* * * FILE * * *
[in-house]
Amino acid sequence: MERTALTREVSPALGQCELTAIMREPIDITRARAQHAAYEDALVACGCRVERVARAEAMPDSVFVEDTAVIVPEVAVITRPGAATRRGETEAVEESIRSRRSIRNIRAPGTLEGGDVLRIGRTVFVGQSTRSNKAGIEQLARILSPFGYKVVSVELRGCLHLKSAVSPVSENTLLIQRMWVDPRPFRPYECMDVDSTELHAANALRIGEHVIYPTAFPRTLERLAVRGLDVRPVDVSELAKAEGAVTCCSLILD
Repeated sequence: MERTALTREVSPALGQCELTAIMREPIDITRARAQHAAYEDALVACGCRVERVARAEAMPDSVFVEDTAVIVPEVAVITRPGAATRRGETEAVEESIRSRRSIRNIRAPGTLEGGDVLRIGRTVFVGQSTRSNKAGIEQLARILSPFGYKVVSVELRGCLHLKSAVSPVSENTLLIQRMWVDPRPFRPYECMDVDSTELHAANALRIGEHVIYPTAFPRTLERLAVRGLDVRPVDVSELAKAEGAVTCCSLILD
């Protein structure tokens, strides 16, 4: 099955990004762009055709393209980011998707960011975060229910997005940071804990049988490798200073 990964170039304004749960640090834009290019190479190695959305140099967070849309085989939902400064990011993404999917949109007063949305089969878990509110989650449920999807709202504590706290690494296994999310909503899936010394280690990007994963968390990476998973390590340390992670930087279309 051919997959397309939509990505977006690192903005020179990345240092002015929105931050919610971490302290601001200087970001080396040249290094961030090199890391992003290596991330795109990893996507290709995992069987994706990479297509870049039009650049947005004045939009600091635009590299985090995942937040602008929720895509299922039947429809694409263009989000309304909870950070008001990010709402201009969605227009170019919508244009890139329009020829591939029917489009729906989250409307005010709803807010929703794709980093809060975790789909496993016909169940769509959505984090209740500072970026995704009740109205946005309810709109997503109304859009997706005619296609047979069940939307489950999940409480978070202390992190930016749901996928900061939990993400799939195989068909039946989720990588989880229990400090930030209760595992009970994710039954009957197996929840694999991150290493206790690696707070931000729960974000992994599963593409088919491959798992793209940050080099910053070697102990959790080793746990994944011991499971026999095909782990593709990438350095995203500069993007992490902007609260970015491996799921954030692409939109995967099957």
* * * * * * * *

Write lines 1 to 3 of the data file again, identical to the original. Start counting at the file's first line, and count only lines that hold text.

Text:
[in-house]
Amino acid sequence: MERTALTREVSPALGQCELTAIMREPIDITRARAQHAAYEDALVACGCRVERVARAEAMPDSVFVEDTAVIVPEVAVITRPGAATRRGETEAVEESIRSRRSIRNIRAPGTLEGGDVLRIGRTVFVGQSTRSNKAGIEQLARILSPFGYKVVSVELRGCLHLKSAVSPVSENTLLIQRMWVDPRPFRPYECMDVDSTELHAANALRIGEHVIYPTAFPRTLERLAVRGLDVRPVDVSELAKAEGAVTCCSLILD
Repeated sequence: MERTALTREVSPALGQCELTAIMREPIDITRARAQHAAYEDALVACGCRVERVARAEAMPDSVFVEDTAVIVPEVAVITRPGAATRRGETEAVEESIRSRRSIRNIRAPGTLEGGDVLRIGRTVFVGQSTRSNKAGIEQLARILSPFGYKVVSVELRGCLHLKSAVSPVSENTLLIQRMWVDPRPFRPYECMDVDSTELHAANALRIGEHVIYPTAFPRTLERLAVRGLDVRPVDVSELAKAEGAVTCCSLILD